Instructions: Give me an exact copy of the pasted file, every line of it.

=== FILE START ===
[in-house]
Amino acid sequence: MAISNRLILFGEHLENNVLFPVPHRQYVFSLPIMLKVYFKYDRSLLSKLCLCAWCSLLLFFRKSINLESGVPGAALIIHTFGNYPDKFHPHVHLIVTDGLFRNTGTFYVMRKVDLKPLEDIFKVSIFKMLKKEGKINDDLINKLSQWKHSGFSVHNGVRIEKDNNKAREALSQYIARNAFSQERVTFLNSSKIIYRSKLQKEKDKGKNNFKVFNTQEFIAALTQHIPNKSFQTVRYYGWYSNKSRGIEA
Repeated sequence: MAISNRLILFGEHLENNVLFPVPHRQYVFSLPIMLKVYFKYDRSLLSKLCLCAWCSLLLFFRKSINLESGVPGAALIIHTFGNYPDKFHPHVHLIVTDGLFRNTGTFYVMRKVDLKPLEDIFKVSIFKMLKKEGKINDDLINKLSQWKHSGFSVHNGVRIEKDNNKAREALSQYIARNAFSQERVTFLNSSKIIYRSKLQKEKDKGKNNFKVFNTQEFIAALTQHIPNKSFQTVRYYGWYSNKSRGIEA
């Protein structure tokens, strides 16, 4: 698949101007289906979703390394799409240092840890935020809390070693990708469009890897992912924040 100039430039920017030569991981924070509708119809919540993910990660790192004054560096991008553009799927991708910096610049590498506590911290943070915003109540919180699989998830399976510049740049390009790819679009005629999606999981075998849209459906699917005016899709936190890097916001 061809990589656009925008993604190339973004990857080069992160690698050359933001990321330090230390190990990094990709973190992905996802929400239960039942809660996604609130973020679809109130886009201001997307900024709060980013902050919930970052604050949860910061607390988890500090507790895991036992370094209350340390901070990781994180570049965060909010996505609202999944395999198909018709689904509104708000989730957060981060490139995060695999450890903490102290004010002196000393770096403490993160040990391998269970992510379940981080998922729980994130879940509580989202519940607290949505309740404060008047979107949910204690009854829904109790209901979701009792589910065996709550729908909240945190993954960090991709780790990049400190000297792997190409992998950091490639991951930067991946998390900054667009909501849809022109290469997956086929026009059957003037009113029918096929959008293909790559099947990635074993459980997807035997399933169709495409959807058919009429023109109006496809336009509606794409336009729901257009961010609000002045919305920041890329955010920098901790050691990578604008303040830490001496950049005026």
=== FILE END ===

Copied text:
[in-house]
Amino acid sequence: MAISNRLILFGEHLENNVLFPVPHRQYVFSLPIMLKVYFKYDRSLLSKLCLCAWCSLLLFFRKSINLESGVPGAALIIHTFGNYPDKFHPHVHLIVTDGLFRNTGTFYVMRKVDLKPLEDIFKVSIFKMLKKEGKINDDLINKLSQWKHSGFSVHNGVRIEKDNNKAREALSQYIARNAFSQERVTFLNSSKIIYRSKLQKEKDKGKNNFKVFNTQEFIAALTQHIPNKSFQTVRYYGWYSNKSRGIEA
Repeated sequence: MAISNRLILFGEHLENNVLFPVPHRQYVFSLPIMLKVYFKYDRSLLSKLCLCAWCSLLLFFRKSINLESGVPGAALIIHTFGNYPDKFHPHVHLIVTDGLFRNTGTFYVMRKVDLKPLEDIFKVSIFKMLKKEGKINDDLINKLSQWKHSGFSVHNGVRIEKDNNKAREALSQYIARNAFSQERVTFLNSSKIIYRSKLQKEKDKGKNNFKVFNTQEFIAALTQHIPNKSFQTVRYYGWYSNKSRGIEA
């Protein structure tokens, strides 16, 4: 698949101007289906979703390394799409240092840890935020809390070693990708469009890897992912924040 100039430039920017030569991981924070509708119809919540993910990660790192004054560096991008553009799927991708910096610049590498506590911290943070915003109540919180699989998830399976510049740049390009790819679009005629999606999981075998849209459906699917005016899709936190890097916001 061809990589656009925008993604190339973004990857080069992160690698050359933001990321330090230390190990990094990709973190992905996802929400239960039942809660996604609130973020679809109130886009201001997307900024709060980013902050919930970052604050949860910061607390988890500090507790895991036992370094209350340390901070990781994180570049965060909010996505609202999944395999198909018709689904509104708000989730957060981060490139995060695999450890903490102290004010002196000393770096403490993160040990391998269970992510379940981080998922729980994130879940509580989202519940607290949505309740404060008047979107949910204690009854829904109790209901979701009792589910065996709550729908909240945190993954960090991709780790990049400190000297792997190409992998950091490639991951930067991946998390900054667009909501849809022109290469997956086929026009059957003037009113029918096929959008293909790559099947990635074993459980997807035997399933169709495409959807058919009429023109109006496809336009509606794409336009729901257009961010609000002045919305920041890329955010920098901790050691990578604008303040830490001496950049005026």